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У меня оба часов/обеи часы/обои часы сломались.

What' s the correct way of stating the fact that both of my watches are not functioning?

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    all is wrong. Try to say in other words: "У меня двое часов сломались" or "У меня все часы сломались"
    – hellboy
    Sep 30 '13 at 20:22
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As D.Rosenthal puts it in his famous guidebook:

Разговорный характер имеют также сочетания «у обоих ворот», «у обоих часов», не отвечающие грамматической норме, так как форма косвенного падежа образована от несуществующей начальной формы (нет формы именительного падежа «оба – обе ворота», «оба – обе часы» в связи с отсутствием категории рода у существительных, употребляющихся только в форме множественного числа). Возможная правка: у тех и у других ворот (часов).

and

При слове часы (прибор) употребляется собирательное числительное (одни часы, двое часов) или добавляется слово штука (не хватает пяти штук часов). Выражение «пара часов» имеет просторечный характер.

To summarize, the best way would be to say "у меня сломались и те, и другие часы" or "у меня сломались обе штуки часов". I have never heard anyone say the latter though and I'd never say it myself. But then again I never knew someone who was in such a situation.

Myself, I'd say "у меня сломались обе пары часов", although Rosenthal deems this as low colloquial language.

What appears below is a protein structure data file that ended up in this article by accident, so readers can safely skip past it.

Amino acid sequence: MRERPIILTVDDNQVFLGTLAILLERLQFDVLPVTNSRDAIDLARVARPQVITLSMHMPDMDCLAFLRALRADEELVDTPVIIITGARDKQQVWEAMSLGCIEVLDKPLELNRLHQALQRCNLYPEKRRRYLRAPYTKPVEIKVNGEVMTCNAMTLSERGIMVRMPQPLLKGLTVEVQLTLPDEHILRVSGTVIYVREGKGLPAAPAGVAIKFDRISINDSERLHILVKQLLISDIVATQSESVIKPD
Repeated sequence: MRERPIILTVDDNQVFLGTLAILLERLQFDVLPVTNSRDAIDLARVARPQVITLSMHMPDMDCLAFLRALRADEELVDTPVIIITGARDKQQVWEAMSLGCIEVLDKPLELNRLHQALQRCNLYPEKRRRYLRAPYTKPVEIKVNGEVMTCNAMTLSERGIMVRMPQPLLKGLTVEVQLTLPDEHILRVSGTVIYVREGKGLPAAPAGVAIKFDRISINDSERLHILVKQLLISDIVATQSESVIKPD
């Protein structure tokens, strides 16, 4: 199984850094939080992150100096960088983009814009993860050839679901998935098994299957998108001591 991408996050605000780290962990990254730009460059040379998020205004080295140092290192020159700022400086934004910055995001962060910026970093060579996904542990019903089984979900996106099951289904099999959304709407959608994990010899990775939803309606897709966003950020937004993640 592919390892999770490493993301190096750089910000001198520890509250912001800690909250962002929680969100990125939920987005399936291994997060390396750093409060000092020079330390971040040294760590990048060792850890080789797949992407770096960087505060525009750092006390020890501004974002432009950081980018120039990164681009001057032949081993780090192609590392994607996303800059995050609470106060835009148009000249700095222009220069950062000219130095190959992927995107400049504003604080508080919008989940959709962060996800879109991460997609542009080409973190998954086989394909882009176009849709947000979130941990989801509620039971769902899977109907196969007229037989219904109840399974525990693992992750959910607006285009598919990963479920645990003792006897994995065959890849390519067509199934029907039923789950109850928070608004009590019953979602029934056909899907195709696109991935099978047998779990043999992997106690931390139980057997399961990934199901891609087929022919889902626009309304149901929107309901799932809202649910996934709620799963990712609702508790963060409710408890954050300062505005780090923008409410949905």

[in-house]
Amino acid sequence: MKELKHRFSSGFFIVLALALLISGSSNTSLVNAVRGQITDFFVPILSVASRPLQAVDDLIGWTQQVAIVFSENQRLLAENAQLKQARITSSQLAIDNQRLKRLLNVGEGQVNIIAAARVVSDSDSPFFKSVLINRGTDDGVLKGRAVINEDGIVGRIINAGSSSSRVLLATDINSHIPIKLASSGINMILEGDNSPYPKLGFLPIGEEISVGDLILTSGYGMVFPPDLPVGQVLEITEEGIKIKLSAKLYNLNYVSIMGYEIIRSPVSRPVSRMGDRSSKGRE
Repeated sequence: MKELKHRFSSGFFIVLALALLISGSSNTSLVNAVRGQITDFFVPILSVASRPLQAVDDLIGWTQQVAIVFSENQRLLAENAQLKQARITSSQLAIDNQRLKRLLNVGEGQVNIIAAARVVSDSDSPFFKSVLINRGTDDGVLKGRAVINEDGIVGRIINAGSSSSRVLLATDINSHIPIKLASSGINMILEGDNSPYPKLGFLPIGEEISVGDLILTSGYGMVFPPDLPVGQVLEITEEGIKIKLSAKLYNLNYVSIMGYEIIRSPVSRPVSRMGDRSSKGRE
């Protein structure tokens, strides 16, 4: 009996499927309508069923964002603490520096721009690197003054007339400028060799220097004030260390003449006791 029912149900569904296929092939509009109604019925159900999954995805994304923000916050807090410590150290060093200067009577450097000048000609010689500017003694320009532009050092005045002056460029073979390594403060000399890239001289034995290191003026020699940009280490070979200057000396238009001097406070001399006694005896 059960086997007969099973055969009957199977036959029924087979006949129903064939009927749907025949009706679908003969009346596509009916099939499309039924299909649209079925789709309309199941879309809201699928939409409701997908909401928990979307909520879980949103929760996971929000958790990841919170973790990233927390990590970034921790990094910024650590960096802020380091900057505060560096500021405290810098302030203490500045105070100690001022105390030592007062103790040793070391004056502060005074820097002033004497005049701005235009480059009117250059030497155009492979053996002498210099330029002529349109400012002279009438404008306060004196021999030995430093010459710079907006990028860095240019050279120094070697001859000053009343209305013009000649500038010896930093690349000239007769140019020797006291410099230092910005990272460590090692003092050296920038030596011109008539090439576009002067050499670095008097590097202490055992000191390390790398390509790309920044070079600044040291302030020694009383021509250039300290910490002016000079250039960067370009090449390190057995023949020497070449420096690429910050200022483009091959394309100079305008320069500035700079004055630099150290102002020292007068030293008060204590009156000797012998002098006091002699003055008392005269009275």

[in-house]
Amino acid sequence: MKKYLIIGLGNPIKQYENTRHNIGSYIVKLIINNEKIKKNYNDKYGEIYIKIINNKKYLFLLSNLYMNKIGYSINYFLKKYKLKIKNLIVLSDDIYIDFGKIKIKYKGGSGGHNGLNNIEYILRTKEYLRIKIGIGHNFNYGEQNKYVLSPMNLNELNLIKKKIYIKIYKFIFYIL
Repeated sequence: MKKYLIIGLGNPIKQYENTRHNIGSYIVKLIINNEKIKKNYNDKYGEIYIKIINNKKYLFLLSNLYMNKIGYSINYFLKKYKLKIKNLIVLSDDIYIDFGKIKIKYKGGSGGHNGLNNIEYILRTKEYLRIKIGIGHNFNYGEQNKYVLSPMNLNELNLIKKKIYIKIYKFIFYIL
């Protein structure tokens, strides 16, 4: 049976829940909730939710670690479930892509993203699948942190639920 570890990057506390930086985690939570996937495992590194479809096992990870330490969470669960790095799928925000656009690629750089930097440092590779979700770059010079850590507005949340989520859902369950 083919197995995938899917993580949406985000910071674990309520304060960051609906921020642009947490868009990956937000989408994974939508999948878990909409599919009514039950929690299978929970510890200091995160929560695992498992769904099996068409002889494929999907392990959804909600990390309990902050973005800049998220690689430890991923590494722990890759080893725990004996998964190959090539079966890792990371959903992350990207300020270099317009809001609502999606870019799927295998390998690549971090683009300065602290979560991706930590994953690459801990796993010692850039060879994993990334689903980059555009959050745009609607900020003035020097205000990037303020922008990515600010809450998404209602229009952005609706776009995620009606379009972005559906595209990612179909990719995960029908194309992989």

UPDATE

To add more proof, here's a couple of citations from literature.

Василий Гроссман. Жизнь и судьба:

У командира первой роты две пары часов на руке.

Марк Алданов. Чертов мост:

... как он, заторопившись, посмотрит на левую пару часов (правой ведь нет) и немедленно простится с обиженным, недовольным видом.

Сергей Довлатов. Встретились и поговорили:

Какие-то сувениры, авторучки, радиоприемники, две пары часов.

Сергей Довлатов. Компромисс:

Потом разглядел две пары часов с металлическими браслетами.

Блюма Зейгарник. Патопсихология:

Так, например, при предъявлении карточки, на которой изображены три пары часов и монет, один из больных этой группы не соглашается исключить деньги...

Герман Матвеев. Зеленые цепочки:

Он вернулся в свой кабинет и, положив обе пары часов на стол, повернулся к своему помощнику, который сидел в кресле около телефона.

Do you want to tell me that in all of these cases the authors mean "four watches" and "six watches"?

Another (probably even better) alternative is the one by @Artemix: to use двое. Here's a link to a search, showing that it does show up in literature.

So, to summarize:

  • "У меня сломались обе пары часов": not really correct, but colloquially used;
  • "У меня сломались двое часов": okay, but doesn't 100% translate into "both";
  • "У меня сломались обе штуки часов": preferable, although rarely used (at least from my experience).
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    "у меня сломались обе штуки часов" who says it like that? Downvote. If you wouldn't then how can it be the best way? Aug 26 '13 at 10:55
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    +1 I do not understand why this has been downvoted, although "обе штуки" does sound weird. The reference quoted here is pretty good. Aug 26 '13 at 11:38